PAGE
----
If that is the case then the headline polling numbers, whatever they say, are hiding a vastly complex swirl of values, beliefs and feelings.  And in the absence of inspiration the next election is still likely to come down to which party leader people feel safest with as prime minister.

Faced with this challenge, there is a clear lesson for Labour: the leader needs to do more than just appeal to the great and good of policy wonkland. Ed Miliband needs to speak to voters in a meaningful and empathetic way. Less talk of moral regulation, predistribution and commodified relationships and more about how Labour will help families make their mortgage payments.

If the leader’s team are in any doubt about the likely outcome without a change in course, they need only look back a few years, north of the border, at the fate of a similarly decent and worthy leader who struggled to engage voters.

Iain Gray’s phone number is still in the party directory.

Peter Watt was general secretary of the Labour party

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5 Responses to “People might be in two minds about the parties, but Cameron is still edging it for their vote”

  1. Andy S says:

    I agree on some points. Labour needs to formulate policies that speak to the electorate about improving their lives. But there is plenty of time for that, wedding ourselves to a concrete policy narrative too early could be a disaster.

    On the leader, I don’t think we should get too hung up on comparisons with Scotland. David Cameron is no Alex Salmond, and going into the next election no one is going to be imbued with a sense (genuine or otherwise) that this government has generally been competent.

    What Labour needs, more than anything, is to end the sniping and back the leadership. Ken Livingstone’s experience in London shows that even a strong personality with solid policies rooted in the real world (his fares pledge) will lose if a good part of his party is constantly briefing against him.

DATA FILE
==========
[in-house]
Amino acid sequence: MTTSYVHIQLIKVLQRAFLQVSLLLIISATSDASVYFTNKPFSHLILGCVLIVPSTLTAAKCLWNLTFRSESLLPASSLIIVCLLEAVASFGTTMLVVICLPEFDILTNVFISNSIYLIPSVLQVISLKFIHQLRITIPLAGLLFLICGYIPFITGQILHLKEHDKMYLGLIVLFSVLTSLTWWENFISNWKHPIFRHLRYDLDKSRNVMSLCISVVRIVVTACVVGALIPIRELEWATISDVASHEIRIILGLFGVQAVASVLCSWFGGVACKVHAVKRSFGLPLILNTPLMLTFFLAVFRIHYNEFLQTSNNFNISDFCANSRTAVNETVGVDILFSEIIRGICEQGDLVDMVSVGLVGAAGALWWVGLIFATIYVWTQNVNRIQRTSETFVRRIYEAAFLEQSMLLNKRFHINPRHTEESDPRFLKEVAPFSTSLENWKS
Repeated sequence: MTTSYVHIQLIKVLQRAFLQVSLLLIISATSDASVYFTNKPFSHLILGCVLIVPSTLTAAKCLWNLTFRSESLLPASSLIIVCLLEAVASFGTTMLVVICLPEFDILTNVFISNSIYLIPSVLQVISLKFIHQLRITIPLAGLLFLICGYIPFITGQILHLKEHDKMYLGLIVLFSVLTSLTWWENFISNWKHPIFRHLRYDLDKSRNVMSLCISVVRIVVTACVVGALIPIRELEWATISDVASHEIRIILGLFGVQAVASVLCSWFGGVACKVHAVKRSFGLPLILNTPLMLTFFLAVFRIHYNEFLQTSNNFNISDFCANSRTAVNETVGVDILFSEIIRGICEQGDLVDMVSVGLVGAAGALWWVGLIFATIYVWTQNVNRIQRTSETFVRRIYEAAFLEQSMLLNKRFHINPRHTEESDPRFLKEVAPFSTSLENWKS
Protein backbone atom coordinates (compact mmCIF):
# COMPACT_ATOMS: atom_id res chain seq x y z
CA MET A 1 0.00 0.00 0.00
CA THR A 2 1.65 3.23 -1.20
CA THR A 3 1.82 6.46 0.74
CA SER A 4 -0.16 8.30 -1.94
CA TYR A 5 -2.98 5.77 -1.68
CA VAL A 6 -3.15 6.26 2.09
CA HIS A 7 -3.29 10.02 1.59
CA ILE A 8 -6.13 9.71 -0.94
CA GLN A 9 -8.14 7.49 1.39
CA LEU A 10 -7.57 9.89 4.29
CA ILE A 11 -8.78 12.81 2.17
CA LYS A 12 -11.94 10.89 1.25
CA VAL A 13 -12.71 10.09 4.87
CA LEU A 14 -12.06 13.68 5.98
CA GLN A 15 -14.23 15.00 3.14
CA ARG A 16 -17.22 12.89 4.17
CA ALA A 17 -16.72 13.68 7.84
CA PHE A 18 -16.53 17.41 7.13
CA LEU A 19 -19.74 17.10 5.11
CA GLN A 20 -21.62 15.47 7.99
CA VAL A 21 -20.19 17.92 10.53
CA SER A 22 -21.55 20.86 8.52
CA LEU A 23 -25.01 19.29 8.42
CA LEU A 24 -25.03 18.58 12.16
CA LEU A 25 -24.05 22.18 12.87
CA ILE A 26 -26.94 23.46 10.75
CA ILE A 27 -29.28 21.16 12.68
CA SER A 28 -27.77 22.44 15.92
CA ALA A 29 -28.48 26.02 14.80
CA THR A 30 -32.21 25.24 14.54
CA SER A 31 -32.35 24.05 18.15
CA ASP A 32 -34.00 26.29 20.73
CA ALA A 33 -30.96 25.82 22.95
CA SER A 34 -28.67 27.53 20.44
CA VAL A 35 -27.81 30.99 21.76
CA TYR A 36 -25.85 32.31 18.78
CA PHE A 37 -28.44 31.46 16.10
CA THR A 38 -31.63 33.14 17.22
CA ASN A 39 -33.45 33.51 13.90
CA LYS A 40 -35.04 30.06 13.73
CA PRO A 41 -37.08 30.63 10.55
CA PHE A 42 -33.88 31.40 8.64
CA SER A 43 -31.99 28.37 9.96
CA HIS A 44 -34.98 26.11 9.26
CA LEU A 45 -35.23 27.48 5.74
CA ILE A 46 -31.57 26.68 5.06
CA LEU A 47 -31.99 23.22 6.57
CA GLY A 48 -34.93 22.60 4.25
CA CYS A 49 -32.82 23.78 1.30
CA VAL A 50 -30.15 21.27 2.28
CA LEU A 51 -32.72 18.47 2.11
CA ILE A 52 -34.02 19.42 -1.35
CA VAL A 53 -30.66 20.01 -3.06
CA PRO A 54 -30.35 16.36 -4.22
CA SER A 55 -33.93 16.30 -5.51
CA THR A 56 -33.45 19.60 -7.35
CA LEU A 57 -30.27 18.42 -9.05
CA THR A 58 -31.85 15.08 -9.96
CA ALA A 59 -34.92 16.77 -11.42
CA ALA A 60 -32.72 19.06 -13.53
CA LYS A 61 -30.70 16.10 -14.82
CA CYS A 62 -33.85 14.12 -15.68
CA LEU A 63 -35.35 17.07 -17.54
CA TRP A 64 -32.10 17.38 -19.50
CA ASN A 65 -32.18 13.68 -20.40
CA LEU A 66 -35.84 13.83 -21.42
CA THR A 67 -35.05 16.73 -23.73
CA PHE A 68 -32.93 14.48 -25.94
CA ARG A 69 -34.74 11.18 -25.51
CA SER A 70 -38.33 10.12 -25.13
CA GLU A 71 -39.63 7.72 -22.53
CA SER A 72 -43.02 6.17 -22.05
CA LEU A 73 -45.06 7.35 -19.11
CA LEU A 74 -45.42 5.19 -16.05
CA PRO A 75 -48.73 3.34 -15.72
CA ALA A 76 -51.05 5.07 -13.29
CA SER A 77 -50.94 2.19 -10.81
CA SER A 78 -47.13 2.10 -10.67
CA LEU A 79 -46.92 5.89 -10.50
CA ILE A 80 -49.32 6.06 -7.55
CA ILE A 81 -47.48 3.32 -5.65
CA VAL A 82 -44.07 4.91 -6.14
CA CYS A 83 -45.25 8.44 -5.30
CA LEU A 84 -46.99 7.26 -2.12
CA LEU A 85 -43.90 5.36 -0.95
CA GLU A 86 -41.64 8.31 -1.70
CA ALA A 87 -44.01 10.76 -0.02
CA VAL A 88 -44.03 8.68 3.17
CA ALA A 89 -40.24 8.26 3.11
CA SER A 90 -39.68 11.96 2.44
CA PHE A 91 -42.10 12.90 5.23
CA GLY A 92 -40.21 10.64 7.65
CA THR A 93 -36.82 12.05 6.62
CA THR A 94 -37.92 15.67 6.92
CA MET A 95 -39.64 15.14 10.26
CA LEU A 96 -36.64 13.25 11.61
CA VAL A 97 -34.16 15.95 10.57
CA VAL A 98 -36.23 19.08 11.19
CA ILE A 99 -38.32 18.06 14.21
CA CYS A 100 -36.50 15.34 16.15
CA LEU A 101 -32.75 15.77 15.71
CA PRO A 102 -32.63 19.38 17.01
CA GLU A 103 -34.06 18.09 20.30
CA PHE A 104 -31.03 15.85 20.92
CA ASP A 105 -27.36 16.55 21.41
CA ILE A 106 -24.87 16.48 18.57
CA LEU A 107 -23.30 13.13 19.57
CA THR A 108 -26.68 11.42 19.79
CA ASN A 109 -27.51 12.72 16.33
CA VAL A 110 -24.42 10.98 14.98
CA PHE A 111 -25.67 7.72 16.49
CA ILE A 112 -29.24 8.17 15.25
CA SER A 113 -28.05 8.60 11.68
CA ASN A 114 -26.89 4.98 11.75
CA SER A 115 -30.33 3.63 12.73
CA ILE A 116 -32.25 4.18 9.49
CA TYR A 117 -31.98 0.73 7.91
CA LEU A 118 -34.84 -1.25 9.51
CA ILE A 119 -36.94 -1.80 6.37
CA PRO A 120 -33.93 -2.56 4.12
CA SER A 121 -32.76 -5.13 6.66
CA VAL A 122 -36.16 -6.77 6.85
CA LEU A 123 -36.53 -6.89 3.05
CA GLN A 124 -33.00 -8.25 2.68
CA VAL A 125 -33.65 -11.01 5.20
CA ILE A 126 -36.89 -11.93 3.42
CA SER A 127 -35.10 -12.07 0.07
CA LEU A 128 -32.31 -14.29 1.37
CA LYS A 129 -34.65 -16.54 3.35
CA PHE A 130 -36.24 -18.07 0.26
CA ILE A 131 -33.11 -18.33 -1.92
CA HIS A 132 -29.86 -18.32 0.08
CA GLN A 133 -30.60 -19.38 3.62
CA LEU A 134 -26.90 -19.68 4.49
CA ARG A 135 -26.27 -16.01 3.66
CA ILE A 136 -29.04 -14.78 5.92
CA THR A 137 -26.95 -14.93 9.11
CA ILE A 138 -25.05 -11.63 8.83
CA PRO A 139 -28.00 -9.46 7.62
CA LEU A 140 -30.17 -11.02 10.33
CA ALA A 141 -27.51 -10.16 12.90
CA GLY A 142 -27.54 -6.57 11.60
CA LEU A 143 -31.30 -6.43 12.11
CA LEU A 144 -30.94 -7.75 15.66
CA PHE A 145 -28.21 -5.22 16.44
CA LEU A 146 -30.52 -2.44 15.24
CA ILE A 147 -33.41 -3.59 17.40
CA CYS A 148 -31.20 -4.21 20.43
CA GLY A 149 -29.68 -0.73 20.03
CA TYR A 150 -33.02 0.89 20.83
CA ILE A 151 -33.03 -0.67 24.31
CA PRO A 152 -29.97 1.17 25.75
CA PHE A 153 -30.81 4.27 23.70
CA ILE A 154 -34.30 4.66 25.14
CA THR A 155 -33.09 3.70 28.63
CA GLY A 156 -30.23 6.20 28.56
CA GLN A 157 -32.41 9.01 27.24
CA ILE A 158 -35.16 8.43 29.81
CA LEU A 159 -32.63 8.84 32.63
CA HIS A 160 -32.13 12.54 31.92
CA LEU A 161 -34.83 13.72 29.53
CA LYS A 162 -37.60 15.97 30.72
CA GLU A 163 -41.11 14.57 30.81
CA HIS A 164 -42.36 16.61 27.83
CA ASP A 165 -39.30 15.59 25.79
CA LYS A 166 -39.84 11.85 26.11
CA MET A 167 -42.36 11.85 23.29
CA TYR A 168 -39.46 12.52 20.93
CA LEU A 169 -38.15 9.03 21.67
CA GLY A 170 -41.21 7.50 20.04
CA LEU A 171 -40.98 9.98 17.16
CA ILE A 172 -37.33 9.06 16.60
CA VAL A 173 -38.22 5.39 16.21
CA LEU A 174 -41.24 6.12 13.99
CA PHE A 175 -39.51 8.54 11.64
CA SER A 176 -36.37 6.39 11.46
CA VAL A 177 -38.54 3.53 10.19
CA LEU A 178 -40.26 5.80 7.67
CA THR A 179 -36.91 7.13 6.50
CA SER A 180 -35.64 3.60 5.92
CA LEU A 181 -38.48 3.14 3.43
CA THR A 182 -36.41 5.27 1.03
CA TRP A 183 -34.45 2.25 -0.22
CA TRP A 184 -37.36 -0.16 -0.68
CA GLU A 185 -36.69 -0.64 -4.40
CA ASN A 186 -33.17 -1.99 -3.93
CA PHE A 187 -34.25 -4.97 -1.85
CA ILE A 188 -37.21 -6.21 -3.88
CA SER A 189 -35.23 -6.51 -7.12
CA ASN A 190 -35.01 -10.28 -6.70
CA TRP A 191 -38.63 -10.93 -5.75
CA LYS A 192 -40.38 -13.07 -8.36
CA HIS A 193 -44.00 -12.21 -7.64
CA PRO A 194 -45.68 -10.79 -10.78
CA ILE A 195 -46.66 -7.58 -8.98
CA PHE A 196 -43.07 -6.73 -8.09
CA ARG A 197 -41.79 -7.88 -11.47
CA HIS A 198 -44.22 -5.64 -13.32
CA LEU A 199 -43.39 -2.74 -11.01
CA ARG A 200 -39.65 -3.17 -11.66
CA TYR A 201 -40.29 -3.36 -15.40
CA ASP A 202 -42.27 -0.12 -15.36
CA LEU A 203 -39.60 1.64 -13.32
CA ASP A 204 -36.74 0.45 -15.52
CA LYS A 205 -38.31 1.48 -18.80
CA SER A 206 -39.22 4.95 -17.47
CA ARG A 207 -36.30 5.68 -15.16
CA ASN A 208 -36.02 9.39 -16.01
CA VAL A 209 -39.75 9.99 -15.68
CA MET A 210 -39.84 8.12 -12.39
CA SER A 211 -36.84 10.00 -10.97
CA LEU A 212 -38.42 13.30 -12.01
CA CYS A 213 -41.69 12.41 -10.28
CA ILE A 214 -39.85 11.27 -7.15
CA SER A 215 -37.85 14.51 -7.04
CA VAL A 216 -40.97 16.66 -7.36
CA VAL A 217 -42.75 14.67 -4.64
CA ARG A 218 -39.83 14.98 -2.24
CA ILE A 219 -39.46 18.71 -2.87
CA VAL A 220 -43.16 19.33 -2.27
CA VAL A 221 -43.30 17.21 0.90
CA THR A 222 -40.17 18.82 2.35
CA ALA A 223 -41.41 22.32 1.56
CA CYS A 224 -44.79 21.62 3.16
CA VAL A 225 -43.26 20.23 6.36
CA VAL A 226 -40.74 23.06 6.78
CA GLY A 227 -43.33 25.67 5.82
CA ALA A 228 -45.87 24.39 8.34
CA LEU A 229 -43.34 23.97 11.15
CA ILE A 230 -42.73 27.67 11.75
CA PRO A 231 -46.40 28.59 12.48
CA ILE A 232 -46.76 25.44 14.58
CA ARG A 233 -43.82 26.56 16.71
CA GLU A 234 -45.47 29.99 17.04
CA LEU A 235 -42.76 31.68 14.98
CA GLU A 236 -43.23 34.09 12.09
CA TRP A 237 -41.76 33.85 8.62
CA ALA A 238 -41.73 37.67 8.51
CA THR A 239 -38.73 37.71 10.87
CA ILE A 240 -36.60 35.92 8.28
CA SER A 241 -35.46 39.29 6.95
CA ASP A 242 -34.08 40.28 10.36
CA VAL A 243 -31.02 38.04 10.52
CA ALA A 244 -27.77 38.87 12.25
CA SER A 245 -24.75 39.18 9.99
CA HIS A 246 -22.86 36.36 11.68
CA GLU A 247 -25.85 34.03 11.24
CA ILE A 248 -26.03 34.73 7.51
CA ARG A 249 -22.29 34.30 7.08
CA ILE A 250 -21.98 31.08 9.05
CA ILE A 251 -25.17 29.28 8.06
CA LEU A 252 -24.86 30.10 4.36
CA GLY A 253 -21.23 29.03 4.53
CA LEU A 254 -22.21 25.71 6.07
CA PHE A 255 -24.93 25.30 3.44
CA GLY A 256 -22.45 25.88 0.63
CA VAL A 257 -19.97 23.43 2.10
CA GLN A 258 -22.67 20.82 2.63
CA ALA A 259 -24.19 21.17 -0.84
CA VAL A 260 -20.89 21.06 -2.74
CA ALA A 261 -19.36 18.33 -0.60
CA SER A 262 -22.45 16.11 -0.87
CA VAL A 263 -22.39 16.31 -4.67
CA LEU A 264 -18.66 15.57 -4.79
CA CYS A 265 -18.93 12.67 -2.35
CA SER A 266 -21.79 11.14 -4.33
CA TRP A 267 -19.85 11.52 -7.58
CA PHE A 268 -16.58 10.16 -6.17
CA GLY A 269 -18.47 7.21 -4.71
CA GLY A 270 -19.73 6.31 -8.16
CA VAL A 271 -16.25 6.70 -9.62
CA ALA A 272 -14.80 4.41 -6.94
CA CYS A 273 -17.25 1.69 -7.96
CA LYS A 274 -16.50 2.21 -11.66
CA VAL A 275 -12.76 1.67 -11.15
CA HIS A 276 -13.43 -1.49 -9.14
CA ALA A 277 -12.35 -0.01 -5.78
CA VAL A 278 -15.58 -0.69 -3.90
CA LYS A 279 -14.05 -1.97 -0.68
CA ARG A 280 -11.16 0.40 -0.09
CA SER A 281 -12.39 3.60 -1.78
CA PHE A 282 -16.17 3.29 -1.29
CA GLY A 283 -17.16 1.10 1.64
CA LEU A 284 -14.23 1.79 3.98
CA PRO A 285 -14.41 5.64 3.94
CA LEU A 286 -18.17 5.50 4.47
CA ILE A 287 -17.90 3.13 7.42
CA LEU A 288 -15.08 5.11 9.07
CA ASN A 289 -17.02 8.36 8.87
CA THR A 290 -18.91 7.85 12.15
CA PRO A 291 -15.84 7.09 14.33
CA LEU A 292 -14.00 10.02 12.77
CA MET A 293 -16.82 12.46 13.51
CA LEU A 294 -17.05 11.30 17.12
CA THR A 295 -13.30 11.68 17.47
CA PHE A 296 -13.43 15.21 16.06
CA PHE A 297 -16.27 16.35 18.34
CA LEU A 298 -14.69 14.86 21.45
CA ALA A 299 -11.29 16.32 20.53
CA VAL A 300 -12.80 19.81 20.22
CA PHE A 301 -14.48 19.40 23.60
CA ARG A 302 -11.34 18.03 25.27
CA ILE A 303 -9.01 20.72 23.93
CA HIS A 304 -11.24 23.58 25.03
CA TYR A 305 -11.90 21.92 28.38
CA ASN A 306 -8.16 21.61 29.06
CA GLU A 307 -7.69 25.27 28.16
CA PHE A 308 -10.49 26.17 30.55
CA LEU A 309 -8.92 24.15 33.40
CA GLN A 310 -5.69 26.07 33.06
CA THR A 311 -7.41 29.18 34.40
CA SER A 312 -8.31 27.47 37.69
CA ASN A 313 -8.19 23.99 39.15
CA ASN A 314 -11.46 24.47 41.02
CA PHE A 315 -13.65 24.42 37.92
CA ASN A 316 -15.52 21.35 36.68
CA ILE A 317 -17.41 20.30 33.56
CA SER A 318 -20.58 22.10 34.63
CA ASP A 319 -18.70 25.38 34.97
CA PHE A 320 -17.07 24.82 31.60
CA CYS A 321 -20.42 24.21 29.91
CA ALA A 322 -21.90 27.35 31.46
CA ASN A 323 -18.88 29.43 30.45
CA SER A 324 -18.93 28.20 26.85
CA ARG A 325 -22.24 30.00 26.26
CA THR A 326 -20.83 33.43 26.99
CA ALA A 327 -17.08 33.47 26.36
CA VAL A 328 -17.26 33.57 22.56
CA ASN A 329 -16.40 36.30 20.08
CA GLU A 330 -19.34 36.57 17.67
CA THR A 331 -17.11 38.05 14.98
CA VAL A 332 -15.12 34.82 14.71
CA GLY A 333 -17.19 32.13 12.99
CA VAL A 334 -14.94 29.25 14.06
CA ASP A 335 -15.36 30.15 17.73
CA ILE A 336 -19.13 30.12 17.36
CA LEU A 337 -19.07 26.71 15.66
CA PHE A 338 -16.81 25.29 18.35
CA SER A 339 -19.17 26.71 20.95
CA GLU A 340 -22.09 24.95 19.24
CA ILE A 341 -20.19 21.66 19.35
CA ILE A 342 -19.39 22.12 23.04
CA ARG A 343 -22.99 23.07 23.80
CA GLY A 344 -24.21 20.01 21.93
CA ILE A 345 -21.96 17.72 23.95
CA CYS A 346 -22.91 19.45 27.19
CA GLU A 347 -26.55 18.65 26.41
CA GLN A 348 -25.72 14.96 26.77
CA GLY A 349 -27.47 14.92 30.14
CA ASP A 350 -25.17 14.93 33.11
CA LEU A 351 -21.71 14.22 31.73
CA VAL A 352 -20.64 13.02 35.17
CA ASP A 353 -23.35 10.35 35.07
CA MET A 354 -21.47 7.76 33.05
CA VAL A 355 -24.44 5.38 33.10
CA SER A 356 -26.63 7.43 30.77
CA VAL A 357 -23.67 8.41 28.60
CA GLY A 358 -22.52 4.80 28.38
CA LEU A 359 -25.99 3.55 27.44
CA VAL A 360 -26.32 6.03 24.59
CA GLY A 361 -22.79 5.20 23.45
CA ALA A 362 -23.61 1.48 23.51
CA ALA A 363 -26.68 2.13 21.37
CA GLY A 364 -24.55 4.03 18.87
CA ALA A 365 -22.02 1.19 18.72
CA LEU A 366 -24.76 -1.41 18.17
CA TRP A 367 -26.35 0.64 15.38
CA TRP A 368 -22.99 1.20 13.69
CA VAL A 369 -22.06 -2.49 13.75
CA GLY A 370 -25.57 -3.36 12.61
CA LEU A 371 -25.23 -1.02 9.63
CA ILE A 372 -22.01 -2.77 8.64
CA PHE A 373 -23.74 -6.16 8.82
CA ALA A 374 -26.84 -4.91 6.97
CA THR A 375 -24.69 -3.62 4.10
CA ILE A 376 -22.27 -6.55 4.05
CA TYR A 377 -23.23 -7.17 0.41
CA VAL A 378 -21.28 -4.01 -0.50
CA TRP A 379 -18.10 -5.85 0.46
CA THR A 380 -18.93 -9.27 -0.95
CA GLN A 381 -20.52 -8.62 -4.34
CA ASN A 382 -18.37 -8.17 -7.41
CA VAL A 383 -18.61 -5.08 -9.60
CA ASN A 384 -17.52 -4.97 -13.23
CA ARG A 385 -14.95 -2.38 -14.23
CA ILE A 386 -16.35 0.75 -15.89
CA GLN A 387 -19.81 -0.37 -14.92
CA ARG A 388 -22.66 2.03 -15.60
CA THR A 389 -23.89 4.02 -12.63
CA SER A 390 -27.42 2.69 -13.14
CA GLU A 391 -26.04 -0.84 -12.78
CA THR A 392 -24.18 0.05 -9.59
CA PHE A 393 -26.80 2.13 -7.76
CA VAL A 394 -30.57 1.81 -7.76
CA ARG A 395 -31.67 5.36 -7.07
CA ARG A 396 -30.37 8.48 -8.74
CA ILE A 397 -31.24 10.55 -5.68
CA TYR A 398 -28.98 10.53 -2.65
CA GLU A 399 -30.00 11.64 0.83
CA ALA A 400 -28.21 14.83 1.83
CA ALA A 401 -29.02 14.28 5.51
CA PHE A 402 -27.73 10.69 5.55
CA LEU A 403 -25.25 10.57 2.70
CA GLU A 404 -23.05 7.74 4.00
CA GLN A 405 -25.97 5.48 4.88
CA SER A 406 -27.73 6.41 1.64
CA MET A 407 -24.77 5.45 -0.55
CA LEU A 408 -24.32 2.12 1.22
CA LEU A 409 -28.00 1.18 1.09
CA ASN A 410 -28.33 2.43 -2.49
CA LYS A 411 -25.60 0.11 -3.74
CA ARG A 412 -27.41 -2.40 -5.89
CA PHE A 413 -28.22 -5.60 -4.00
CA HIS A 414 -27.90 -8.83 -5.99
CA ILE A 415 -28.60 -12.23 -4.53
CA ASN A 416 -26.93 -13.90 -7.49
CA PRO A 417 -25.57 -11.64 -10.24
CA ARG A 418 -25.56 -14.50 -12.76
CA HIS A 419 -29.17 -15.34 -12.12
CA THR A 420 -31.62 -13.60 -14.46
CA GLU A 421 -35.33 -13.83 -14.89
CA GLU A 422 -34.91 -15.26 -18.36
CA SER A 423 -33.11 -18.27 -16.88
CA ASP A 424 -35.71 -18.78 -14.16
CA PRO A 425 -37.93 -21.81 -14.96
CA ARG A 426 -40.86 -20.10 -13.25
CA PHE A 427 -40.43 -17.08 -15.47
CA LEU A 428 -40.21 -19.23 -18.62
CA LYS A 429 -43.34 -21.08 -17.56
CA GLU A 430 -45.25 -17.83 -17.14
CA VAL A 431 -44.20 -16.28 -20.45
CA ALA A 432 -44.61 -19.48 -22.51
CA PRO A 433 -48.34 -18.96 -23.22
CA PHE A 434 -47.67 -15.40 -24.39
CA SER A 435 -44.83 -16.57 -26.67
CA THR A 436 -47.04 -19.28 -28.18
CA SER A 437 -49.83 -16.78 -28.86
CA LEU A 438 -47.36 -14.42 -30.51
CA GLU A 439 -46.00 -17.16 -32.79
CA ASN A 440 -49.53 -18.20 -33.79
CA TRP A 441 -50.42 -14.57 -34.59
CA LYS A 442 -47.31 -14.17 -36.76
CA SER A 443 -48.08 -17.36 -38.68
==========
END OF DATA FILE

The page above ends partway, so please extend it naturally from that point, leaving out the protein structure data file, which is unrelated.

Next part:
2. Robert says:

    It’s direction Miliband is missing, where are labour going, Ken who I have met a few times in the early years, should not have bothered this time, even though he might have won if the New labour tribe had not shot him down.

    But now Miliband has to show people where he’s going his direction he was very proud to tell us New labour was dead, but he has not put into place anything to take it’s place.

    New labour is dead, so what are you then Labour Newer Labour or just waiting to see.

  3. swatantra says:

    Lets face it Peter, 2015 will be another Coalition Govt; it might be Labour led, or it might not. Anyone who thinks otherwiseis deluding themselves.

  4. Amber Star says:

    The Tories will spend millions in advertising; they’ll attack Ed Miliband in every way they can think of; Ed supporters will have to put up with no end of nay-saying from less loyal elements in our Party about having our Ed as leader; & then the people will do exactly what they’ve been telling the polling firms they’ll do: Vote Labour but feel sorry about David Cameron having to pack his bags & leave Downing Street.

  5. Dean Rogers says:

    What this article hits on is that most of what people do and think is rooted in emotion rather than logic and reason which scares political people. This isn’t new but the less tribal people are becoming for a whole host of reasons the more visible and less marginal the “mood” becomes. What troubles me is that politicians will think the way out of this is to minimise their message and patronise the electorate, igniooring what has also been happening alongside the break down in tribalism – higher education standards, wider access to more media and potentially a more informed opinion. Miliband is growing on people because they distrust the tories, see the threat of the cuts to them and feel the pain. Its reactive. Miliband is also growing on them because he is being Miliband. This is vital if he is to look confident, competent and like someone who will help. Labour does need ideas, policies and to show what they stand for and how this will help (without miracle cures that no-one would believe) and needs to talk more about real people’s situations but Miliband must be Miliband as Cameron is increasingly revealed as the person he is – not the Bootleg Blair he tried to run as in 2010.